Monday, November 16, 2009

Great Movie Teachers About Racial Inequality and American Medicine

The other day while my son and I were sick I decided we'd watch "Something the Lord Made", a movie which I stumbled across on our DVR's list of free movies. I recall hearing about the movie but honestly didn't know much about it.





The long story short is my nine year old was busy doing something so he missed the first half, overhearing it only. My twelve year old and I were engrossed in the movie. I had to pause it a few times to discuss the topics as this topic of Civil Rights and racial inequality in America has not yet been in my children's homeschool lesson plans. The topic has been discussed here and there as it pertained to our real lives and current events. However it was clear to me that my twelve year old hadn't previously "gotten it".

The movie is absolutely fantastic. It starts in the 1930s. An African-American man has graduated from high school and has worked with his father for seven years as a carpenter in order to save money to attend college and hopefully, medical school. The bank crashes and he lost all his money. He had been hired as a janitor for a doctor doing research and winds up being his lab assistant. They work together to develop the first open heart surgery. He never does make it to medical school. His learning is all self-taught and under an apprenticeship. Despite the laws he is basically practicing medicine (in a lab on animals) without a license. He struggled financially to make ends meet on his meager salary limited partially due to the fact that he is black and is classified as janitor level staff despite doing the same and more work than the white doctor. Later the Civil Rights Act is passed. Not to be missed is the fact that this man did what he loved despite not becoming rich and even making less  money than if he had some higher paying day job to pay the bills.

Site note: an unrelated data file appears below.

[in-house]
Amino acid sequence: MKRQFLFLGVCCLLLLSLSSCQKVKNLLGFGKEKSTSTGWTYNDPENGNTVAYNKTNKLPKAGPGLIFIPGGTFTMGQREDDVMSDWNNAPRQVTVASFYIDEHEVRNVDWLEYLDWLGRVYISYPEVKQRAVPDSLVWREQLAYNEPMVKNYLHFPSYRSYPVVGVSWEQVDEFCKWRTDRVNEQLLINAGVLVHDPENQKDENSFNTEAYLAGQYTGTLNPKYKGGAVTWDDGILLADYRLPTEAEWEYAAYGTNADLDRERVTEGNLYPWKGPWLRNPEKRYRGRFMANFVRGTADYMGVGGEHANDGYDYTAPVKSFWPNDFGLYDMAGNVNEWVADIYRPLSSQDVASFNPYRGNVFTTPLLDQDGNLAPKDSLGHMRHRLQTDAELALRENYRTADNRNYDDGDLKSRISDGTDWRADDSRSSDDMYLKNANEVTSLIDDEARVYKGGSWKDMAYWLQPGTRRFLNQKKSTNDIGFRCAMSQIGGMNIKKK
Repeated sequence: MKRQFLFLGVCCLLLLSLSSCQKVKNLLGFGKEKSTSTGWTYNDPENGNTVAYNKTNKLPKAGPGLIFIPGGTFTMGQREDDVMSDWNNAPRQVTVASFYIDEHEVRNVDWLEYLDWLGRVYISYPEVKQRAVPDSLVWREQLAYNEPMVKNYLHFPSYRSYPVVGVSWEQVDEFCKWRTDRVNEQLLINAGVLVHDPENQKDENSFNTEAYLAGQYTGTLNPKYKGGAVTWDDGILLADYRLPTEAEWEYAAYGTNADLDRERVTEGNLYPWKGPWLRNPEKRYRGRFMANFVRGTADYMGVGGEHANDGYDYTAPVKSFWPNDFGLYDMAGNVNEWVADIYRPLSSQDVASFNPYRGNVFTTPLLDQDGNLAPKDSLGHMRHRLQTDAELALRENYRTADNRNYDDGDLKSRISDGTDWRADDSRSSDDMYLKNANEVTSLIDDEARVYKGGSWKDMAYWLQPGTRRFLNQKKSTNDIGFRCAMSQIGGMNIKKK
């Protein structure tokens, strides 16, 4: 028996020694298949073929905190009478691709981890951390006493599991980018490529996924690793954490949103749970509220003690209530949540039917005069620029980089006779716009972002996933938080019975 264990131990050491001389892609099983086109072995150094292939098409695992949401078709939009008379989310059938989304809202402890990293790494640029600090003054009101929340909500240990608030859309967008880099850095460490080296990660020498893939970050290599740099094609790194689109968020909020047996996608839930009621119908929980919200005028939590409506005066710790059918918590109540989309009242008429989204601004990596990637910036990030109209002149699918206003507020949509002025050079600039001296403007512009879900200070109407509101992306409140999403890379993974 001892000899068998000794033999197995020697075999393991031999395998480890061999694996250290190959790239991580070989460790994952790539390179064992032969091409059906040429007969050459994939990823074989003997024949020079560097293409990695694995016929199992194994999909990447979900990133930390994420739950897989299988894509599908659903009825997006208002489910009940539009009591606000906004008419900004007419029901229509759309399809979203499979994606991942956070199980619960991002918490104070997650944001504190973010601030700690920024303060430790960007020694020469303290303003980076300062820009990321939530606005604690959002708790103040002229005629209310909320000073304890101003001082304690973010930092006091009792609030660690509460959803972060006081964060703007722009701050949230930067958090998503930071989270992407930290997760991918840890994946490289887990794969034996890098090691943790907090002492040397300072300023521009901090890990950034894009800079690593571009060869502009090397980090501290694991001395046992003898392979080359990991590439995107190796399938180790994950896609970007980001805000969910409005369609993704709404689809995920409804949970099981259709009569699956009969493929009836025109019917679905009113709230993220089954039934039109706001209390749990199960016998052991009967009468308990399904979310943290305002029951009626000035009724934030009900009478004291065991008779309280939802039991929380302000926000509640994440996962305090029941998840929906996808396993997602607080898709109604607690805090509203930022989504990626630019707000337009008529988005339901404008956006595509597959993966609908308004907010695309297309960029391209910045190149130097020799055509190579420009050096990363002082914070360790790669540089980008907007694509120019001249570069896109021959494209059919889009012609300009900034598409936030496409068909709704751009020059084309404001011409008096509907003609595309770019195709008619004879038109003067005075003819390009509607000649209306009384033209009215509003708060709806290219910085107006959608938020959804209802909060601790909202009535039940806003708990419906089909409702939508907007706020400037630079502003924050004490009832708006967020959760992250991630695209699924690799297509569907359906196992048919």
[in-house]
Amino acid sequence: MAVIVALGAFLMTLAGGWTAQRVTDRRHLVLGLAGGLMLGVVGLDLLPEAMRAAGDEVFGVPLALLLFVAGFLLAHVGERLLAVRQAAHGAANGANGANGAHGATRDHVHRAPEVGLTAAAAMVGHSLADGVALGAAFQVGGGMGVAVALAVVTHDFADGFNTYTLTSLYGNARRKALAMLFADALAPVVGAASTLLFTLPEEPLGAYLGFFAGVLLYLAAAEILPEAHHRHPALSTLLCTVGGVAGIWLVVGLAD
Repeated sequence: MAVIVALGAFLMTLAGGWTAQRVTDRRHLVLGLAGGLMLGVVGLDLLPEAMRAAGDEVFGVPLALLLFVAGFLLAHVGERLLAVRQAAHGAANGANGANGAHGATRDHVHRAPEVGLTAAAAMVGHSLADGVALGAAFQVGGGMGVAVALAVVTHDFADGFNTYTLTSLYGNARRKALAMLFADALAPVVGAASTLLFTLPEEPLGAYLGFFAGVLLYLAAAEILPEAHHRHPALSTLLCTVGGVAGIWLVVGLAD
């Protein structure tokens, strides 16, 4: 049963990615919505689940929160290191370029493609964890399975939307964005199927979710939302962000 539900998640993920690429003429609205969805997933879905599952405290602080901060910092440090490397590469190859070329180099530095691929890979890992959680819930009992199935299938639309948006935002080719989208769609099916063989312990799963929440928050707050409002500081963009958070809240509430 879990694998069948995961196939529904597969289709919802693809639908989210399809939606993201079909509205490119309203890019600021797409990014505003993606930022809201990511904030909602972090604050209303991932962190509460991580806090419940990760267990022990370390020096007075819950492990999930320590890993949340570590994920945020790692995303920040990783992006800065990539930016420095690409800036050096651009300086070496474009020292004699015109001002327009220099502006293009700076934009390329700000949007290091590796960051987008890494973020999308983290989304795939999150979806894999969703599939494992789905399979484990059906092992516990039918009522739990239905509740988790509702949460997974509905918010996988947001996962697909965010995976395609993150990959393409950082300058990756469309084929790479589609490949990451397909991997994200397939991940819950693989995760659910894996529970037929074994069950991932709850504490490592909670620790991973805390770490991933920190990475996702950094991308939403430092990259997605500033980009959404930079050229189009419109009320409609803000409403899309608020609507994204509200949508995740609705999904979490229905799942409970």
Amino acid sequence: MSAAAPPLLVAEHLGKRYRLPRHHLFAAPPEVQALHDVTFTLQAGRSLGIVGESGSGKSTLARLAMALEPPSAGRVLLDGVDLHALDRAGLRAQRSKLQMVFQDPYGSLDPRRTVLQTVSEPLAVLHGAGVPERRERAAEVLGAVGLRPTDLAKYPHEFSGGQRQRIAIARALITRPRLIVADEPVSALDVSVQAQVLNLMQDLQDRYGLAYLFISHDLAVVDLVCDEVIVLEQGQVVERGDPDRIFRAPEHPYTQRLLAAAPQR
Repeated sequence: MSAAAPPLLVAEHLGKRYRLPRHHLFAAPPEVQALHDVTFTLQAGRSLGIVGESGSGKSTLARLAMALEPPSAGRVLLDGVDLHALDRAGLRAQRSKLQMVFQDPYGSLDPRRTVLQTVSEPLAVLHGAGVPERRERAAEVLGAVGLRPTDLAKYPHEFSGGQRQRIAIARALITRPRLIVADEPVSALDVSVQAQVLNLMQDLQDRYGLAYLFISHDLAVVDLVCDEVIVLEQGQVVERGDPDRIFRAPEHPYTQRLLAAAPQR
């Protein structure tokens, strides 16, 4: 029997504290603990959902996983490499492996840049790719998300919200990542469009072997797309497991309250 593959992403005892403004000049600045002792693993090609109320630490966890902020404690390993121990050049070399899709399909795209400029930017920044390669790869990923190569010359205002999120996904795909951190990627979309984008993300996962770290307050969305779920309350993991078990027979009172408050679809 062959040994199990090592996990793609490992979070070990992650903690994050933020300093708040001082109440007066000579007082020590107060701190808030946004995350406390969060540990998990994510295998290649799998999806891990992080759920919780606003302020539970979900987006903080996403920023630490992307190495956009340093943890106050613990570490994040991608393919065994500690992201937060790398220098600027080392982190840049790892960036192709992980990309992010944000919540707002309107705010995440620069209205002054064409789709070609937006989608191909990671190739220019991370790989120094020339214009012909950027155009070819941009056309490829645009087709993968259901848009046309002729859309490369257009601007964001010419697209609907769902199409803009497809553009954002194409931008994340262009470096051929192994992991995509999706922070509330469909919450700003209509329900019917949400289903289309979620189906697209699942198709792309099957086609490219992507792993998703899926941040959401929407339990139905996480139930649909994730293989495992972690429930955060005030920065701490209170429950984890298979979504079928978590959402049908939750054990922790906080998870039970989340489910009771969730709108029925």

We discussed a lot about this movie. Animal rights, experimenting on animals, and medical ethics and experimental surgeries. We discussed working at one's passion even when it is not making a person rich. We of course talked about racial inequality in America and the Civil Rights Act. We also discussed the priest's objection to the idea of heart surgery and the medical profession's first fear of attempting it. We talked about college education in America, barriers to accessing it, and how learning can take place outside of formal schooling but real work experience doesn't always allow a person to do a job legitimately (for full pay). We discussed people taking credit for the work of others and also about working as partners and as a team.

My twelve year old begged to watch the movie again but with the whole family. He wants my husband to see it and to talk about it as a family. As a family we gathered tonight to watch it with my husband. This time I'm making my nine year old see the whole thing.

In future homeschool history lessons we will study this time period and we'll explore these topics more deeply.

I think this movie is a great introduction for kids to the topic, so long as they can handle the topics. There are some very mild surgical scenes which are nothing compared to medical reality shows seen on cable TV today. There are a few profanities here and there, one or two times the F word is used. There is a dramtic scene when we are not sure if the baby girl will survive the first open heart surgery performed on a human.

I think this is a great example of a fine movie that can be used for educational purposes as a homeschooling lesson as well as an excellent conversation starter.

1 comment:

Forget Me Nots Design said...

My children are too young to read this, but my Husband and I really enjoyed this movie.